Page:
Todd Thompson – Motocross racer

todd_thompson

Before you watch Johnny’s interview with Todd Thompson, here’s what you should know about Todd…

Todd Thompson grew up in a family of motorcycle enthusiasts, so a career in motocross seemed a very natural path for him.  On his first motorcycle at the age of 2, Todd spent his childhood riding and going to races with his father near their home in Northern California.  But an accident in 1998 at the age of nineteen derailed his budding career and put the inherent dangers of the sport in a new perspective.

During a race, a spill on a poorly-lit turn caused Todd to catch himself and come down on his right leg, shattering it completely.  After two weeks in the hospital, he and his medical team were faced with a harrowing decision.  They could keep trying to repair the leg with an unknown number of surgeries, with little guarantee it would work and with a real chance of infection setting it, risking the health of more than just the leg.  Or, they could amputate.  Todd chose the latter.

“As a 19-year old kid it’s hard to lay in a hospital bed and wonder what that’s going to be like,” he says about life without his leg.  “It was a tough decision [but] at the same time, I wanted to get better.  I was sick of fighting, I was sick of laying in a hospital bed and losing weight. . . .  It was then and there that I decided that I wasn’t going to let this stop me.  I’d always been a competitor and I’d always been an athlete, and that wasn’t going to change.”

That resolve carried with him throughout the arduous process of not only learning to walk again, but ride again.  After months of healing and rehabilitation, Todd was able to adapt to his new condition and, with the help of a prosthetic leg, get back on a bike.  Looking back, it’s clear his love for the sport transcended anything life could throw at him.

“I knew the entire process that I was going through was going to be worth it in the end,” he says.  “The question of, did I ever think that my riding career was over?  No.  Honestly, I never did.  I always knew that, no matter what.  Honestly, if I lost my [prosthetic] leg and would never be able to wear it, I’d be out there on one leg.  That’s how much this sport means to me.  And when there’s a threat of it being taken away, you tend to want to hold on to it more, and that’s what I did.  I wasn’t going to accept defeat and I wasn’t going to accept that this was going to be the last.”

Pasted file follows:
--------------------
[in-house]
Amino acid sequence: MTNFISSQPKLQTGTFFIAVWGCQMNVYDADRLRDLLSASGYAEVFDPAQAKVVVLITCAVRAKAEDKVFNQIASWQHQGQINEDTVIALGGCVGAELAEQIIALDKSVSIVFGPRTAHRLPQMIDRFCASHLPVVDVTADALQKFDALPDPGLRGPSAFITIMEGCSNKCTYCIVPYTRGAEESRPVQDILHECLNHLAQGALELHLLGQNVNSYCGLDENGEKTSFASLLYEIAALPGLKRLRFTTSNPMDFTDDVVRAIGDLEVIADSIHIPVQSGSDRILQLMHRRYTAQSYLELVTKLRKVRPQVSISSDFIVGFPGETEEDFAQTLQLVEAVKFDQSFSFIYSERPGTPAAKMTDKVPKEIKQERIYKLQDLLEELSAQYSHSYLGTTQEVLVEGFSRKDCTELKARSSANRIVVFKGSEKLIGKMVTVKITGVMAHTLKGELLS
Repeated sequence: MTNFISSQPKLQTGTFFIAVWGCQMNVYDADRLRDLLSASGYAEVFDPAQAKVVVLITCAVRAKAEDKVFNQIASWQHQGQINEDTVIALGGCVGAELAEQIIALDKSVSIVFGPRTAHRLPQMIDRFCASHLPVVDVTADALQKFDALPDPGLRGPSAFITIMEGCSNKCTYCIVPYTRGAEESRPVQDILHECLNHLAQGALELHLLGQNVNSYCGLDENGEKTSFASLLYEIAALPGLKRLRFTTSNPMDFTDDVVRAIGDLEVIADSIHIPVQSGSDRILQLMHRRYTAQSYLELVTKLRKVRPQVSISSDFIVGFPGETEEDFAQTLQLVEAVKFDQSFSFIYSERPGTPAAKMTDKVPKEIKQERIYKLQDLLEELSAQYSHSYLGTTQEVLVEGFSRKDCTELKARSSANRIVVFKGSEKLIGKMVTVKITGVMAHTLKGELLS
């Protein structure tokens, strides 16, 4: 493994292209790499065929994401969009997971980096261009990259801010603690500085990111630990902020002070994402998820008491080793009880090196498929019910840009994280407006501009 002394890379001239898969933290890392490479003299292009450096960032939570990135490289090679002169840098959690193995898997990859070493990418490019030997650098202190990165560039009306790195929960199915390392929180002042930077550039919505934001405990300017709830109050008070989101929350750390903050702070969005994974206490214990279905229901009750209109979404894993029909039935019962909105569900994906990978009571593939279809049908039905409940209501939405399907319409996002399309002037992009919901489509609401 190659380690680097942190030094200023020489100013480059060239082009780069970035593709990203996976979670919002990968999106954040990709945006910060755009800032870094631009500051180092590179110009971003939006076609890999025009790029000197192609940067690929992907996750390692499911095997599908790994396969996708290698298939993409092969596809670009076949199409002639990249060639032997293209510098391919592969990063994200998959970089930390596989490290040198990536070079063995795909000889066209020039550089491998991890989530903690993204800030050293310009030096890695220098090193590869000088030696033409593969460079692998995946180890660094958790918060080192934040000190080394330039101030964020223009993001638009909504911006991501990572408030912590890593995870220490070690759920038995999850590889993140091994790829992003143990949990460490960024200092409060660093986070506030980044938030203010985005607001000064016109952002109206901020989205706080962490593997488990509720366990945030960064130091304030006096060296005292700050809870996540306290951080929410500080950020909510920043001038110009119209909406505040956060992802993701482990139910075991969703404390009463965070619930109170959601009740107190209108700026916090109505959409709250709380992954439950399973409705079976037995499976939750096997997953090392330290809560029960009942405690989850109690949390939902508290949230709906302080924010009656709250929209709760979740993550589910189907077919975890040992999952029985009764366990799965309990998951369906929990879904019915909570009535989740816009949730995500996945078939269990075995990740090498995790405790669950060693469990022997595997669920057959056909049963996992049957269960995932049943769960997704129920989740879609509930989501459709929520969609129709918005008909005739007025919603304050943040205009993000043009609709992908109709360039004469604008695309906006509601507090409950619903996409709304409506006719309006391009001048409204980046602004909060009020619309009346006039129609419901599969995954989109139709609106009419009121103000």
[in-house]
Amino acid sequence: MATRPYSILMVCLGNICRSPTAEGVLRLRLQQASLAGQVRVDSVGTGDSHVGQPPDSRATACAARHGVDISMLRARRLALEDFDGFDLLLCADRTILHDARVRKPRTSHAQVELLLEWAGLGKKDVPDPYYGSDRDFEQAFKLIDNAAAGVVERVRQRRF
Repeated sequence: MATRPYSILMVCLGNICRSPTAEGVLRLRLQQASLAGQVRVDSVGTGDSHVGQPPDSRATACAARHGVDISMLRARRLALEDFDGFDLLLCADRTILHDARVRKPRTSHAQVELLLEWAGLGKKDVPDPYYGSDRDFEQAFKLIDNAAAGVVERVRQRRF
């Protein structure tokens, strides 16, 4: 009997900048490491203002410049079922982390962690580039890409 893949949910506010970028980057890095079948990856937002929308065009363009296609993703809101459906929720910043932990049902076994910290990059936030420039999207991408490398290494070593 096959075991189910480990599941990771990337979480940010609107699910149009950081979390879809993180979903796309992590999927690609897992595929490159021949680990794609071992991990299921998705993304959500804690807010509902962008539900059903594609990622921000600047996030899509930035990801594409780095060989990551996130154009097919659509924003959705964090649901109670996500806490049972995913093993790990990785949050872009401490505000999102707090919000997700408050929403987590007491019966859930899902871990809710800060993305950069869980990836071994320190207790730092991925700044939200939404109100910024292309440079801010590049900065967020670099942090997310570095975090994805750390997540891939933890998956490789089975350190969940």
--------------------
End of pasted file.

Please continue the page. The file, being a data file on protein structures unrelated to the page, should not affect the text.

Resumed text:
Today, Todd competes at the highest level of adaptive professional motocross, winning a silver medal at last summer’s X Games and recently racing at the famed Daytona track.  Like all athletes, his success is directly related to the spirit and determination he has in everyday life.

“I don’t consider myself handicapped or disabled,” he says.  “That’s not even part of my vocabulary.  That’s how I want it to be and that’s how I want others in my same situation to think.  It empowers you, when you have that mindset – yea, I may [have lost] my leg, but I’m still better than you.  That’s how you have to be.  That’s part of being a badass, I guess.”

Below is the video of Johnny interviewing Todd.


Download audio MP3 file (Right-click and choose “Save Target As…” or “Save File As…”)

Download the transcript of this interview (PDF)

Comments

  1. Burney says:

    This is truely NOR CAL’s biggest BAD ASS!! I have never heard the whole story of what happened .. But he always kicks our ass out here at my fast fifty track.. Great guy and hope he continues to reach new levels of success with his racing!! Good luck Todd… Stop by and see the track we are building sometime..

  2. Leslee Russell says:

    My Brother, My Hero!
    You’re such an inspiration to all the lives you have touched. Keep up the hard work Brother!
    LOVE you and am ALWAYS rooting for you.

    Les

  3. Vicky Thompson says:

    Your entire family is so proud of you, I am honored to call you my son ! I love you and support all you do. I hope this chapter in your life takes you beyond your dreams.
    Mom

  4. Johnny says:

    It was so awesome to have Todd on… glad everyone enjoyed our talk!

  5. Mary Brazelton says:

    You are definately a BADASS. You are blessed with an awesome passion for life. I am inspired by you. You got a pretty great mom too.

  6. June Young says:

    Todd has a very large family and we are all so proud of his accomplishments, he has always been a bad ass. . Todd never gives up, he has proved to be a fighter, if life kicks him down he gets up and kicks back. He is a great example of what a real bad ass is. Keep up the good work Todd.

  7. Stacy Forman says: